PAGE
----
The application of free market principles to higher education has introduced a transactional dimension to faculty-student pedagogy. Students now grapple with the financial cost of higher education, in addition to the stress known to associate with academic performance and attainment. An established link exists between financial stress and mental health, and bullying perpetration and mental health. This link suggests fee indebtedness may assist to explain the rise of academic contrapower harassment (ACPH). Self-compassion shapes a cognitive frame of reference, correlative with enhanced mental health, through self-kindness, connection with common humanity and present moment awareness. This paper conceptualises self-compassion as a pedagogy-inclusive practice to assist a fall in ACPH incidence and a rise in personal and professional transformation, as transaction complement. The authors conclude with a conceptualisation of self-compassion as a pedagogical strategy for mental health in higher education.


A co-experience approach to improving international students’ classroom experience: a practice report from within an Australian higher education setting

Bhuva Narayan, University of Technology, Sydney (Pages 81 to 97)

Based on my experience teaching in a large metropolitan university in Australia, I discuss why we need to stop looking at the issue of international students through a deficit model, and look at the rich range of knowledge that our classrooms can gain from international students; many of them have been top performers in their home countries before they come here, but quickly get disheartened upon arrival in Australia when they find themselves stereotyped in a negative way, on top of all the culture shock and other adjustments they go through. I argue that the solutions go beyond just teachers and university support systems; we need to involve domestic students in making international students’ experience more positive, for they play a big part in an international students’ day-to-day experience in the classroom. Based on a participatory action research project within my own teaching practice, I argue that giving room for flexibility in content choice, assessment choice, and choice of modalities within the scope of a subject’s learning outcomes can yield positive results for all students as detailed in this paper.


Mental health diagnoses and relationship breakdown: Which is the chicken and which the egg?

Raquel Peel, Nerina Caltabiano, Beryl Buckby, & Kerry McBain, Department of Psychology, James Cook University, Townsville, Queensland, Australia (Pages 98 to 116)

Clients in therapy are typically diagnosed with mental health difficulties such as anxiety and depression. However, recent statistics show that romantic relationship difficulties are one of the most common reasons for people to seek counselling in the first place. A series of 15 semi-structured interviews with psychologists around Australia revealed that romantic relationship difficulties are under-recognised in the counselling context and sometimes diagnosed and treated as anxiety or depression. Interviews also revealed that most psychologists prefer to use a non-evidenced-based approach in relationship counselling.Consequently, there is a major gap in the literature regarding the effect of romantic relationship breakdown on the mental health of individuals. Further, there are few evidence-based interventions for individual and couples experiencing romantic relationship difficulties. Therefore, it is important that psychologists explore the core issues the client is experiencing that trigger presentation for therapy prior to diagnosis.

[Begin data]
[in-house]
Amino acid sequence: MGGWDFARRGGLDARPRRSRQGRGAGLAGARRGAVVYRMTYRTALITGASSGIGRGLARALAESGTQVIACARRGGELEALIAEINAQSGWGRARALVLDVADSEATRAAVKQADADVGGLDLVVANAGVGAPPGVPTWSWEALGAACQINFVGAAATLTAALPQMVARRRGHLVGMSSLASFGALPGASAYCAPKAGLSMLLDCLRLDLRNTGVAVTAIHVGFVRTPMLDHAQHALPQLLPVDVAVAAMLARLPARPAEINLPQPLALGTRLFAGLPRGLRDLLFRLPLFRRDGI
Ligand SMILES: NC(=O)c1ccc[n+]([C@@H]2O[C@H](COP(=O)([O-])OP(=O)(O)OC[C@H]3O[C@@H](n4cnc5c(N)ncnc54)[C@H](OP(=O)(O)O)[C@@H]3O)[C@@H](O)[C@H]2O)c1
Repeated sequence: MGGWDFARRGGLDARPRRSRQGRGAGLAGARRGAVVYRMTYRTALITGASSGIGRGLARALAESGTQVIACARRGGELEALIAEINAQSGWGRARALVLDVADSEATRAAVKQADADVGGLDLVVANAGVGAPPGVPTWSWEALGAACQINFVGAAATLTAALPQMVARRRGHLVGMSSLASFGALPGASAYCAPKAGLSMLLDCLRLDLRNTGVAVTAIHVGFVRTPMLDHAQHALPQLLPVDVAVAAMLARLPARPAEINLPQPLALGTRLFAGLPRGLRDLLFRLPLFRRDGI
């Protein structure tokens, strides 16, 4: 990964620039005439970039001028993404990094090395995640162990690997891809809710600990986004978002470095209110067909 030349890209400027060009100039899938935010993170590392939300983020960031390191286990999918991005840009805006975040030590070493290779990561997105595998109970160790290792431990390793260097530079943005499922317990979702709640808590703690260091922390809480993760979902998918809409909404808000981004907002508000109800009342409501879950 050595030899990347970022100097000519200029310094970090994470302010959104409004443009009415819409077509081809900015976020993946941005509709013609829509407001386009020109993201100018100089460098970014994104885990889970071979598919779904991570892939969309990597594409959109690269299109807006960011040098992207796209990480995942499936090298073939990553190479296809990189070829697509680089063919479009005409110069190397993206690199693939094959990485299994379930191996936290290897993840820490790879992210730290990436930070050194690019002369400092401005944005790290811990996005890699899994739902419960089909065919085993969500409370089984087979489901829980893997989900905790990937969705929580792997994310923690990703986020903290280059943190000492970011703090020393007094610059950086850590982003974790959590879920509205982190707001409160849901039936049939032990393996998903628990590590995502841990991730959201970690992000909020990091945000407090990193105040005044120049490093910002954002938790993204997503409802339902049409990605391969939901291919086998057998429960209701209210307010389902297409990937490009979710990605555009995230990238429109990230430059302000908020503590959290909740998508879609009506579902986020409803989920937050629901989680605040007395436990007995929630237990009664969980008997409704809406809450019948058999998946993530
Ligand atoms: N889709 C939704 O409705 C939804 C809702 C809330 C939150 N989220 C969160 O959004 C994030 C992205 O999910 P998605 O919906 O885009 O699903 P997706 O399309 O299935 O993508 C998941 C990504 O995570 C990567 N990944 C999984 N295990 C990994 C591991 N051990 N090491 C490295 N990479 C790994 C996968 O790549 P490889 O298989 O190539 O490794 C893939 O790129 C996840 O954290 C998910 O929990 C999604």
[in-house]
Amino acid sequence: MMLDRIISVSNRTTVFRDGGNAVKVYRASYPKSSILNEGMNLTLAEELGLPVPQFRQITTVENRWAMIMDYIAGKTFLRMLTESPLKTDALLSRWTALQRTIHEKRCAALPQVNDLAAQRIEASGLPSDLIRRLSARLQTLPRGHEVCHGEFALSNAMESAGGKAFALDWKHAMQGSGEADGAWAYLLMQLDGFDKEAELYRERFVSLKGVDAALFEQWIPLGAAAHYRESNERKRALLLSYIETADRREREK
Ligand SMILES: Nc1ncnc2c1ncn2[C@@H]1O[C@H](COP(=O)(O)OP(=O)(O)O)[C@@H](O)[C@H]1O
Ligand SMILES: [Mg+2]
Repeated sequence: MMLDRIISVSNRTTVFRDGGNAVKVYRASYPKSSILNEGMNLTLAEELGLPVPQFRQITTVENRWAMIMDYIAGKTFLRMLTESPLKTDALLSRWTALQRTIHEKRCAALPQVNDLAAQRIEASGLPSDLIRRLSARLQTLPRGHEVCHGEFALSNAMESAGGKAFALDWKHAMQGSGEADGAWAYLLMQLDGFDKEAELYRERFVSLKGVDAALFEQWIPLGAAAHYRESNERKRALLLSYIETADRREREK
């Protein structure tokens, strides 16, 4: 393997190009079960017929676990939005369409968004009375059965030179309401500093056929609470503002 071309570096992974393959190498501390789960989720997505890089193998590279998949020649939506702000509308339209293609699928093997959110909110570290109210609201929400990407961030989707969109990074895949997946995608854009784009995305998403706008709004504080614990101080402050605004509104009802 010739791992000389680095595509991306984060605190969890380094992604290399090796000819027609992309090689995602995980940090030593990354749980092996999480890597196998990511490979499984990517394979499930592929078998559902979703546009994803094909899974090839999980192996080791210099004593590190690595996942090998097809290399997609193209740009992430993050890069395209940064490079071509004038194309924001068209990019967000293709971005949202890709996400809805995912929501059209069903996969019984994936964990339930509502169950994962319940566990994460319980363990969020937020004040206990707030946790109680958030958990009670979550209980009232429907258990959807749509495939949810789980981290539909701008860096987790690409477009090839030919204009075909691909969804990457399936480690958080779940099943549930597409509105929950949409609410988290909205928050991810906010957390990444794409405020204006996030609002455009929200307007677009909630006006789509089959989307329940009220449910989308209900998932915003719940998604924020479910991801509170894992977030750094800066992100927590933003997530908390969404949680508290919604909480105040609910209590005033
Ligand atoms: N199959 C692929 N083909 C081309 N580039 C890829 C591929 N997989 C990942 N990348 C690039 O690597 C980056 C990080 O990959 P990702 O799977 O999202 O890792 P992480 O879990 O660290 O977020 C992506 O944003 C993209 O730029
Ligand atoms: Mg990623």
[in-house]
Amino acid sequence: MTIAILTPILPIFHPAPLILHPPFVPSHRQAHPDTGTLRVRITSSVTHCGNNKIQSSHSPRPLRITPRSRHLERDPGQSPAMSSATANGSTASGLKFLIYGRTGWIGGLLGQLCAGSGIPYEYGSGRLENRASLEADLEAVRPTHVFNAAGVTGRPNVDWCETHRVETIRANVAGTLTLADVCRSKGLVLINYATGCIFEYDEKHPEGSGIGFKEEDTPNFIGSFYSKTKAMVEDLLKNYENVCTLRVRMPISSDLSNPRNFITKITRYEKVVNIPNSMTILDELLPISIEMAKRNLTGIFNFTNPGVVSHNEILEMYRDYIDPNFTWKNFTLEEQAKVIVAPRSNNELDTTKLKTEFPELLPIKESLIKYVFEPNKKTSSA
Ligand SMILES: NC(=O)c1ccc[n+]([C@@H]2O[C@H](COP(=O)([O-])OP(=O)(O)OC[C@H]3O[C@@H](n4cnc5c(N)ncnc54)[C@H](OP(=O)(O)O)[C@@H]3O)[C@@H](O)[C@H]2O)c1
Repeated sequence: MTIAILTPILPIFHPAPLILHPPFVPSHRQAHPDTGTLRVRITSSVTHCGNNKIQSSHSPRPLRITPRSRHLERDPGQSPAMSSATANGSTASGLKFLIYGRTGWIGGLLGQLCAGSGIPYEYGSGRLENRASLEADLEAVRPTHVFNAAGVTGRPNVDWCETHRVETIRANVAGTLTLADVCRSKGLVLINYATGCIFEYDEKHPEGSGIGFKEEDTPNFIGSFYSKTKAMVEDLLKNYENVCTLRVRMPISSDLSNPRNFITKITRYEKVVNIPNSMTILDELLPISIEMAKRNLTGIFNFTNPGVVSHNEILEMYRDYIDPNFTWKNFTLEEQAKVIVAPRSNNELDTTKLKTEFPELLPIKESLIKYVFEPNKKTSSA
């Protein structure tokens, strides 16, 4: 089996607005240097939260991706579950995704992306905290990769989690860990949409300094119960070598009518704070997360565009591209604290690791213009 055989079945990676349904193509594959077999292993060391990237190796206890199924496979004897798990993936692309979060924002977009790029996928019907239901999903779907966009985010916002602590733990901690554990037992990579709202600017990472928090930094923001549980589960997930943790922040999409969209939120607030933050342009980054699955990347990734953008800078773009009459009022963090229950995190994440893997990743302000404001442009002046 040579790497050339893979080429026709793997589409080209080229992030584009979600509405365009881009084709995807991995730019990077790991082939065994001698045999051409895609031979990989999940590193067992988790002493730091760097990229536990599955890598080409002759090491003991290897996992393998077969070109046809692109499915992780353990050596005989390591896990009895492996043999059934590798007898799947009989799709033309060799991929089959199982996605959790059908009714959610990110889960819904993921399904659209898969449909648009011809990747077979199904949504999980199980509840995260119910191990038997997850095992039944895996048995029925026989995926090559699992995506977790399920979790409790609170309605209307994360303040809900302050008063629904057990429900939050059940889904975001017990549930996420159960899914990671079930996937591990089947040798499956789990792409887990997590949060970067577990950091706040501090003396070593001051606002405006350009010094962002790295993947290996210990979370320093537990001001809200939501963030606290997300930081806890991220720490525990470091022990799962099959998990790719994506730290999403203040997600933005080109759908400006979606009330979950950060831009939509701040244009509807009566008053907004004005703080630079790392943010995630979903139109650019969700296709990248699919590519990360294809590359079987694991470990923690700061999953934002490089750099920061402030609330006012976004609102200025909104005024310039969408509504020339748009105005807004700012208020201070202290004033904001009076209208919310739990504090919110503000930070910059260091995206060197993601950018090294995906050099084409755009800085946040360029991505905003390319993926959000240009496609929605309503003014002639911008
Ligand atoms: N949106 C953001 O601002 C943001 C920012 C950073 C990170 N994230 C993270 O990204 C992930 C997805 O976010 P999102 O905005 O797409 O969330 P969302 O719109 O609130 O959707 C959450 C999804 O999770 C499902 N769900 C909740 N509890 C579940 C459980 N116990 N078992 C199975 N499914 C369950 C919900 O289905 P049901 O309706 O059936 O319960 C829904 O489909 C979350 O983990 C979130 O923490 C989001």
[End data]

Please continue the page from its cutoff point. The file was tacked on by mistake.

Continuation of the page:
A Community Model of Mental Health Promotion - Its Relevance in Education - The Story of MEHAC in India

Chitra Venkateswaran, and Anu Sonia Vincent, Mehac Foundation, Kochi, Kerala (Pages 117 to 124)

A community model of mental health promotion in Kerala, India - Mental Health Care and Research Foundation (MEHAC) – is designed to work proactively in the community, establishing partnerships and enabling participation to provide long term care for persons who have poor access to mental health care. The program promotes mental health literacy in schools and the wider community, knowing transforming attitudes and values toward persons with mental ill health is pivotal to paradigm change. Mental health awareness and mental health literacy sessions conducted by the MEHAC team are designed to instigate a shift in values and attitudes towards mental illness in India. Volunteering with the MEHAC project enables community members to build their knowledge, understanding and skills when working with individuals accessing mental health care. This article highlights the initiatives of MEHAC in responding to mental health issues in India, describing how MEHAC in action facilitates mental health promotion and education. 


Art-led Communitas for Developing Improved Mental Health in Higher Education in a Time of Rapid Change

Ross W. Prior, University of Wolverhampton, UK. (Pages 125 to 141)

Aimed at those who have a responsibility for policy and practice in relation to education, health improvement and community, this position paper explores how the corporatization of the modern university has arguably shifted how students see themselves – and how academics see students and how students see academics. Increasingly, education is being economized in an age of neo-liberalist ideology. Universities spend considerable resources on recruiting students, promoting why students should attend university but arguably spend far less on how they enable students to be effective learners. The author argues that it is time to pay attention to two key responsibilities in higher education: well-doing and well-being. However, it is argued in this paper that universities are far too focused on behavioural well-doing agendas and not sufficiently focused on experiential well-being of staff and students. This paper concludes that there is an urgent case for realigning higher education through acknowledging the fundamental importance of communitas – defined as “inspired fellowship” to enable human, personal, spiritual and social well-being. It is argued that universities must take seriously the mental health of their staff and students, and in so doing, the role of the arts may provide plausible answers in realigning the culture of higher education. Pages